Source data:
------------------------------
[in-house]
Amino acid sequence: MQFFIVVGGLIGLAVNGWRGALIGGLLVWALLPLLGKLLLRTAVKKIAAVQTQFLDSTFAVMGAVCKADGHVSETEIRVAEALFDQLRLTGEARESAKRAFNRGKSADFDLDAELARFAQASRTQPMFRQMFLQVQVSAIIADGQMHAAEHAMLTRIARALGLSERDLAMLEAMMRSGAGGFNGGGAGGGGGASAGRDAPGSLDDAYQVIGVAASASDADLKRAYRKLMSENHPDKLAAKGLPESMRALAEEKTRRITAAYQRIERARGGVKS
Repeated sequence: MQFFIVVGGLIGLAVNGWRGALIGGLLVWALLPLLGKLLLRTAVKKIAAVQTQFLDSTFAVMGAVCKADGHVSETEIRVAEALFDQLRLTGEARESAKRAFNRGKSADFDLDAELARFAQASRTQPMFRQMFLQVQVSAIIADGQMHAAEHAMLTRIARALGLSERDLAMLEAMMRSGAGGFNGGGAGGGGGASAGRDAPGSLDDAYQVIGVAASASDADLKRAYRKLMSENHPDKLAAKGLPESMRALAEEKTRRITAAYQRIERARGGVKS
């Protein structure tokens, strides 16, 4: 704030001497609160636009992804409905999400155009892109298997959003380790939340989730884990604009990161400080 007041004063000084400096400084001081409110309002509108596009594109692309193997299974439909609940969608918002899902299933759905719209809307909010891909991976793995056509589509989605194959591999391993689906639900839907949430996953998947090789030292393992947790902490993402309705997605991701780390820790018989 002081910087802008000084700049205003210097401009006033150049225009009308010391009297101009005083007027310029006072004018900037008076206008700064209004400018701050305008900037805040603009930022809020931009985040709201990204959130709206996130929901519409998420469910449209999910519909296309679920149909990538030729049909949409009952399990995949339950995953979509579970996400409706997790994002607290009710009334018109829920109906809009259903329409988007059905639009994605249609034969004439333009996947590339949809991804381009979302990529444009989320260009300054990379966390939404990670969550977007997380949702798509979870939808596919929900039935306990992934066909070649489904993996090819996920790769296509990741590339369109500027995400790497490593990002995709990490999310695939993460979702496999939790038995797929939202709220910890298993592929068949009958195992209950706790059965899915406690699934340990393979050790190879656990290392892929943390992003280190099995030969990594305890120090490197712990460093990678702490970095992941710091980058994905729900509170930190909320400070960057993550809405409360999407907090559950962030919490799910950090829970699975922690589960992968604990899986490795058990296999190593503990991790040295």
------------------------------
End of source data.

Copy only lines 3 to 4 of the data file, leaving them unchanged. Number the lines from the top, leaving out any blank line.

Repeated sequence: MQFFIVVGGLIGLAVNGWRGALIGGLLVWALLPLLGKLLLRTAVKKIAAVQTQFLDSTFAVMGAVCKADGHVSETEIRVAEALFDQLRLTGEARESAKRAFNRGKSADFDLDAELARFAQASRTQPMFRQMFLQVQVSAIIADGQMHAAEHAMLTRIARALGLSERDLAMLEAMMRSGAGGFNGGGAGGGGGASAGRDAPGSLDDAYQVIGVAASASDADLKRAYRKLMSENHPDKLAAKGLPESMRALAEEKTRRITAAYQRIERARGGVKS
């Protein structure tokens, strides 16, 4: 704030001497609160636009992804409905999400155009892109298997959003380790939340989730884990604009990161400080 007041004063000084400096400084001081409110309002509108596009594109692309193997299974439909609940969608918002899902299933759905719209809307909010891909991976793995056509589509989605194959591999391993689906639900839907949430996953998947090789030292393992947790902490993402309705997605991701780390820790018989 002081910087802008000084700049205003210097401009006033150049225009009308010391009297101009005083007027310029006072004018900037008076206008700064209004400018701050305008900037805040603009930022809020931009985040709201990204959130709206996130929901519409998420469910449209999910519909296309679920149909990538030729049909949409009952399990995949339950995953979509579970996400409706997790994002607290009710009334018109829920109906809009259903329409988007059905639009994605249609034969004439333009996947590339949809991804381009979302990529444009989320260009300054990379966390939404990670969550977007997380949702798509979870939808596919929900039935306990992934066909070649489904993996090819996920790769296509990741590339369109500027995400790497490593990002995709990490999310695939993460979702496999939790038995797929939202709220910890298993592929068949009958195992209950706790059965899915406690699934340990393979050790190879656990290392892929943390992003280190099995030969990594305890120090490197712990460093990678702490970095992941710091980058994905729900509170930190909320400070960057993550809405409360999407907090559950962030919490799910950090829970699975922690589960992968604990899986490795058990296999190593503990991790040295």